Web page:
Dereham school receives national award from MP George Freeman

Mid Norfolk MP George Freeman presents pupils from Fred Nicholson School in Dereham with the runner

Mid Norfolk MP George Freeman presents pupils from Fred Nicholson School in Dereham with the runner up prize in a national competiton run by the speaker of the House of Commons. Picture: Matthew Usher. - Credit: Matthew Usher

Pupils celebrated after their school council received national recognition for its work.

Fred Nicholson School, in Dereham, came runner-up in the Speaker's School Council Awards after creating a booklet to welcome pupils to their school.

A commemorative plaque was presented to the school by Mid-Norfolk MP, and newly appointed minister of life sciences, George Freeman.

Mr Freeman said: 'The Fred Nicholson School is a very special school and is a special part of Dereham life.

'This award to the school recognises the understanding and leadership and is a wonderful tribute to the values of this school and the wider community, the teacher, parents, governors and volunteers who support the children here.


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'It is particularly fitting that the award is for the school council's welcoming prospectus for new pupils because in essence a school is society's way of welcoming the next generation.'

Mr Freeman spoke in a school assembly about achieving their dreams after he managed to follow his all the way to Westminster.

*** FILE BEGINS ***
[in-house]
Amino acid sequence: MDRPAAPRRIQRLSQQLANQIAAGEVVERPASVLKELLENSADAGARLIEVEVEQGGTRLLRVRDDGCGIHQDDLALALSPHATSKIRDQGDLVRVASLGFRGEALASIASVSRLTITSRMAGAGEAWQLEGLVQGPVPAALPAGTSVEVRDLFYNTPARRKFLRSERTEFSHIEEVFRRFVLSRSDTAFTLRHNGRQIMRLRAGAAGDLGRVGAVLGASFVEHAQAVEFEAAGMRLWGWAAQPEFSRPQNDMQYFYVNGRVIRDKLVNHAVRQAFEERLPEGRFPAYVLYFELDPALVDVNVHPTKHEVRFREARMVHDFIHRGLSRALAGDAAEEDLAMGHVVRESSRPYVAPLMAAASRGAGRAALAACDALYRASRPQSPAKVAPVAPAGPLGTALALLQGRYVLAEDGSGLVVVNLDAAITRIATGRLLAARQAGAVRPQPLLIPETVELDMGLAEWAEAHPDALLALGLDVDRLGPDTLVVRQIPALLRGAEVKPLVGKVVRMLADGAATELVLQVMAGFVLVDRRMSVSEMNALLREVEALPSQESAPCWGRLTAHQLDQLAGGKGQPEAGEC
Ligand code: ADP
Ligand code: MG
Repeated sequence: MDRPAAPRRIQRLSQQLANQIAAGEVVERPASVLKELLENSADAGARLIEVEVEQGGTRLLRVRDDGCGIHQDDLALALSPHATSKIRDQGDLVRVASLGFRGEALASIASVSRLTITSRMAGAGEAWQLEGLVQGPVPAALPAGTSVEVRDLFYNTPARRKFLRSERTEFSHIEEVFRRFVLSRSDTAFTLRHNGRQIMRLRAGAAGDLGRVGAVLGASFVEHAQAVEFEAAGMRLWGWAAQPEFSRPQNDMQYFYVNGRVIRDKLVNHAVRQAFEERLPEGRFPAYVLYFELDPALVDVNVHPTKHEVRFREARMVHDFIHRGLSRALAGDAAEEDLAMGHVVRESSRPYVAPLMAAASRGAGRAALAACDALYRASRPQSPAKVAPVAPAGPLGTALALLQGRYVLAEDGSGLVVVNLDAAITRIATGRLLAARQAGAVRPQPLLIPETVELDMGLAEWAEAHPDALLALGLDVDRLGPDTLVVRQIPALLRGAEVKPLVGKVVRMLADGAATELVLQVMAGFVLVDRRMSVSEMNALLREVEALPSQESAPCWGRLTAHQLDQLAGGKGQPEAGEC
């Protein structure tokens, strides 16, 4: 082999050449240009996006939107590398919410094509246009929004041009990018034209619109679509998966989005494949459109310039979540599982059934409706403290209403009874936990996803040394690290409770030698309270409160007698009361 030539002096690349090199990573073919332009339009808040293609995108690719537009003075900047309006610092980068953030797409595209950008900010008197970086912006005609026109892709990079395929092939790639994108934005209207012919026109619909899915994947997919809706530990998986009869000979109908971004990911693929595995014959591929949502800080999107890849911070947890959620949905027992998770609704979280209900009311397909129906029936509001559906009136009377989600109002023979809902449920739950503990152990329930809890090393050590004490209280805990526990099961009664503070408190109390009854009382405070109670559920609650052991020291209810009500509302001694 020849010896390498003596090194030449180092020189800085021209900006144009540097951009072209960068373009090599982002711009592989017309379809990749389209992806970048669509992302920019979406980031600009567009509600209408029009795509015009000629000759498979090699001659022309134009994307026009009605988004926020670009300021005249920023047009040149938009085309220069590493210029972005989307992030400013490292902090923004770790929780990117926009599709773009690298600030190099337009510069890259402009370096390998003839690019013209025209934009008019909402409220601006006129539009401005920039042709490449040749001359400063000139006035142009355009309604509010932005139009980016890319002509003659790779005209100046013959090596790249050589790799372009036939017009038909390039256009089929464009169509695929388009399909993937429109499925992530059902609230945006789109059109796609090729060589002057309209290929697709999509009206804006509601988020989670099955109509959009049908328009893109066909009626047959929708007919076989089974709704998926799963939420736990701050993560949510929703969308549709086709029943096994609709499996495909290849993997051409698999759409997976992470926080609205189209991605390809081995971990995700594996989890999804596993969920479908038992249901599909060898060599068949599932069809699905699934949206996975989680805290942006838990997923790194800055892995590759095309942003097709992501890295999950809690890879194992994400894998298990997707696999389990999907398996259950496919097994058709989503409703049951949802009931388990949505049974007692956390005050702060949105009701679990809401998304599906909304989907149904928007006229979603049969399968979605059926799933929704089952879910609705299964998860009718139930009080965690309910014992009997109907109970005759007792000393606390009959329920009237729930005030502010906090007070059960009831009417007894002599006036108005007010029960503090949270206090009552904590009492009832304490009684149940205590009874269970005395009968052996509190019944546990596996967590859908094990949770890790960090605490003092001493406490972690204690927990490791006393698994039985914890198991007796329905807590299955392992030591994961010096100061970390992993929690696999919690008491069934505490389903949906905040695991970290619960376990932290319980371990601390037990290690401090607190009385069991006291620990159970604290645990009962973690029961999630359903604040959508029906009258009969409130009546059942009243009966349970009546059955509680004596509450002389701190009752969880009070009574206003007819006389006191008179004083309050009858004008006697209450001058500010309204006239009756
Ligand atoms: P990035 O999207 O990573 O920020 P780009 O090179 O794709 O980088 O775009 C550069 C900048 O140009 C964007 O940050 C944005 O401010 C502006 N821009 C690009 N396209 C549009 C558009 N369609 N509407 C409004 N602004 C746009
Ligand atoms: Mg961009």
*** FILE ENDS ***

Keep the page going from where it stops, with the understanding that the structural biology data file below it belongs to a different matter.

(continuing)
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The school, which caters for children with special educational needs, was one of 700 to have entered the competition, run by the speaker of the House of Commons John Bercow.

Headteacher Alison Kahn said: 'The award is absolutely fantastic.

'Most of our children come to us with really low self-esteem and low expectations.

'It is great for the whole school.'

Mrs Kahn added that Mr Freeman's visit would help inspire the youngsters.

She said: 'He was quite inspirational, it has been fabulous having him here.

'He is passionate and really seemed to be interested in the children and what they were doing.'

Sue Martin, who works in the schools pastoral care department, said: 'I really wanted something that I could give to prospective pupils when I visited them.

'The children put things in the booklet that I just would not have thought of.

'They did a fantastic job. We wanted to show their school as they see it rather than as we see it.

'I have already had one little boy come to the school and say I know you, you're in my book.

'It made it feel like his school before he came here.'

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